Index (HDI)
from metals
and coal (%)
in export
2007 – 2012
(% of %)
2012 metals
and coal
(% of GDP)
Index (MCI)
4. DRC400.3481.512.418.095.88
7. Guinea310.3960.19.134.794.79
13. Australia190.9357.38.910.089.86
21. Namibia190.6253.41.811.682.51
24. Tanzania400.4935.34.38.981.81
35. Colombia200.7119.92.83.578.00
36. Brazil140.7417.
59. South Africa190.6638.8(6.5)17.162.43
60. Mali450.4142.3(9.3)20.762.27
62. Ghana350.5717.6(0.7)12.562.08
65. Argentina110.816.82.00.961.59
67. United States110.917.71.50.860.88
82. Russian Federation(2)0.789.6(0.7)4.454.39
Mining Contribution Index score
  • Above 80
  • 60-80
  • 40-60


We have worked closely with the relevant stakeholders to take care of mutual interests to the extent possible. We are appreciative for the cooperation of all concerned.

We are encouraged by our shareholders' support of both our company strategy and our vision of shared value and responsible mining. In striving to generate free cash flow and positive sustainable returns to shareholders, we continue to deliver on the fundamentals of our strategy, the key objectives of which are clearly articulated in both the CEO’s and the CFO’s reports and covered in detail in this report.

Our new operations that started pouring gold in 2013, Kibali in the DRC and Tropicana in Australia, are now a year old and together contributed 595,000oz in 2014, making significant contributions to cash flow. For the first time, the DRC project is making a positive contribution to our business and to that economy. Australia contributed 14% of our gold production, compared with 8% previously. However, the precipitous fall in gold prices over the past two years meant we have had to withdraw from our Mongbwalu project in the DRC. We are grateful to the government of the DRC for its cooperation in this regard. In Namibia, we sold a noncore asset, the Navachab mine, as a result of a review of our portfolio. In Mali, we are also at an advanced stage of disposing off the assets. We have progressed discussions as promised to shareholders, to either joint venture or sell our interest in Cripple Creek & Victor in the US. This, at the same as we continue to consider other asset sale options. In all these processes, we have worked closely with the relevant stakeholders to take care of mutual interests to the extent possible. We are appreciative for the cooperation of all concerned.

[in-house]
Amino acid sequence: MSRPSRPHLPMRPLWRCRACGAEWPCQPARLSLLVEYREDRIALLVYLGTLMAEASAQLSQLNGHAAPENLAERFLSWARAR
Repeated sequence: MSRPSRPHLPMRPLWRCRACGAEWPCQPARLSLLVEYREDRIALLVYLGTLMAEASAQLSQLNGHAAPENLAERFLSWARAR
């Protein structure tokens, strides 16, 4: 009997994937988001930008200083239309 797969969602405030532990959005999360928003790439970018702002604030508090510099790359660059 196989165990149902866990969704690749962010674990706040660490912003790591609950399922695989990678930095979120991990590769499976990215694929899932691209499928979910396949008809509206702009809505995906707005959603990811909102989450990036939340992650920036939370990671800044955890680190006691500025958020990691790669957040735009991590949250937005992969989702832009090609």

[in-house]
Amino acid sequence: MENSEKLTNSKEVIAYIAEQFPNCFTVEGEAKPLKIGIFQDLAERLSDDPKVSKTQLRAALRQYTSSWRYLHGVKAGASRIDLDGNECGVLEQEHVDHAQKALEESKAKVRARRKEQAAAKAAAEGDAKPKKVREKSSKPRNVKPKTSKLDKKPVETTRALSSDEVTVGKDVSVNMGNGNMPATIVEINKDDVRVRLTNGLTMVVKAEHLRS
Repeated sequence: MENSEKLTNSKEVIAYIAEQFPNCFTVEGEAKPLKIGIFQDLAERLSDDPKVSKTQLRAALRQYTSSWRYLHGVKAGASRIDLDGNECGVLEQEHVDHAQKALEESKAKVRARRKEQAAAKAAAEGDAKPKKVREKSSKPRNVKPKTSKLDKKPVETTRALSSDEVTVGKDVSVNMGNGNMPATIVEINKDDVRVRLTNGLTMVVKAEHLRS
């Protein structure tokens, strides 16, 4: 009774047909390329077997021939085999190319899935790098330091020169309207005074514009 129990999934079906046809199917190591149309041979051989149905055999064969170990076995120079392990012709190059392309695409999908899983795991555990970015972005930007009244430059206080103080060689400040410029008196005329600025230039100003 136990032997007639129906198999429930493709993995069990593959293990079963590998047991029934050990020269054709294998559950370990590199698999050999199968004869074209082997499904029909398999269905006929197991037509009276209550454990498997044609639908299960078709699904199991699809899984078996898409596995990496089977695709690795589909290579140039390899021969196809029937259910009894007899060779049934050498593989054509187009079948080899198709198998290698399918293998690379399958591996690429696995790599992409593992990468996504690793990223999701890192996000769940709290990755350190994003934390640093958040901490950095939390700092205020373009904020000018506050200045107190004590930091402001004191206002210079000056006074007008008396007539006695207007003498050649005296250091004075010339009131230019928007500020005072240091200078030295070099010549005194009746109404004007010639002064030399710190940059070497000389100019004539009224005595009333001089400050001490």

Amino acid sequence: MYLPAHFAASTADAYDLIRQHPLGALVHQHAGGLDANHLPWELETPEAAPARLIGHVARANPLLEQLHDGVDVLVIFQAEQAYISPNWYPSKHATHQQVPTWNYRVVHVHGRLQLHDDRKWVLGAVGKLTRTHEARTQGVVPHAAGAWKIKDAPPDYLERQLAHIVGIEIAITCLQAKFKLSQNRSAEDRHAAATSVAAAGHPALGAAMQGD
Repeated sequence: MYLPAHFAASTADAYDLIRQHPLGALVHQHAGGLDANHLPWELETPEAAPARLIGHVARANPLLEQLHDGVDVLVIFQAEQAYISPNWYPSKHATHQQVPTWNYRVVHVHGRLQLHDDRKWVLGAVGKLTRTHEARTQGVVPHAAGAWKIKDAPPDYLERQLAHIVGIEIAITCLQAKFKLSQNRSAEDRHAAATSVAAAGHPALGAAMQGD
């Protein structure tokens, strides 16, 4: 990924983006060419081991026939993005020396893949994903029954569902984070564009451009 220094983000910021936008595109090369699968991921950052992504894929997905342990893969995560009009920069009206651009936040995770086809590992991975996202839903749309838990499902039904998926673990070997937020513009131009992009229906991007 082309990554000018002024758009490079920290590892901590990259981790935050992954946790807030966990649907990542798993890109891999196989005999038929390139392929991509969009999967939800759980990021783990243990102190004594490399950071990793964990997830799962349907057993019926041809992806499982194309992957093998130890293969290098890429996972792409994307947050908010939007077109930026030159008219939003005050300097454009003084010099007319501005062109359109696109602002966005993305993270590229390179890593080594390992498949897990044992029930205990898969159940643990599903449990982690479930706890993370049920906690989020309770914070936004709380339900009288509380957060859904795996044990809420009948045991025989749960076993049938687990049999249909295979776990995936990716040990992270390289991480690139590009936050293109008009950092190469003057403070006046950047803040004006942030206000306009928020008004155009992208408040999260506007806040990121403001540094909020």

We have had to take different decisions to reposition our persistently loss making, yet highgrade orebody, Obuasi mine in Ghana. This entailed the retrenchment of the entire labour force. The mine is currently at limited operation mode, while we conduct a feasibility study that will consider transforming Obuasi into a modern, mechanised operation. As we look at the options available to finance and operate Obuasi into the future, we are also exploring options to reduce risk while maintaining exposure to the upside of this resource by considering a joint venture with another industry or financial partner. We would not have achieved the progress we have made in this initiative without the support, understanding and encouragement of stakeholders; particularly the trade unions, government and the community. We remain confident that this partnership will carry us to the critical stage that will lead to the reopening and improved operation of this excellent asset.

Macro-level contributions of mining in low- and middle-income countries

60-90% of total FDI


Mining FDI often dominates the total flow of FDI in low-income economies that have only limited other attractions for international capital

30-60% of total exports


Mineral exports can rapidly rise to be a major share of total exports in low-income agrarian economies even when starting from a low base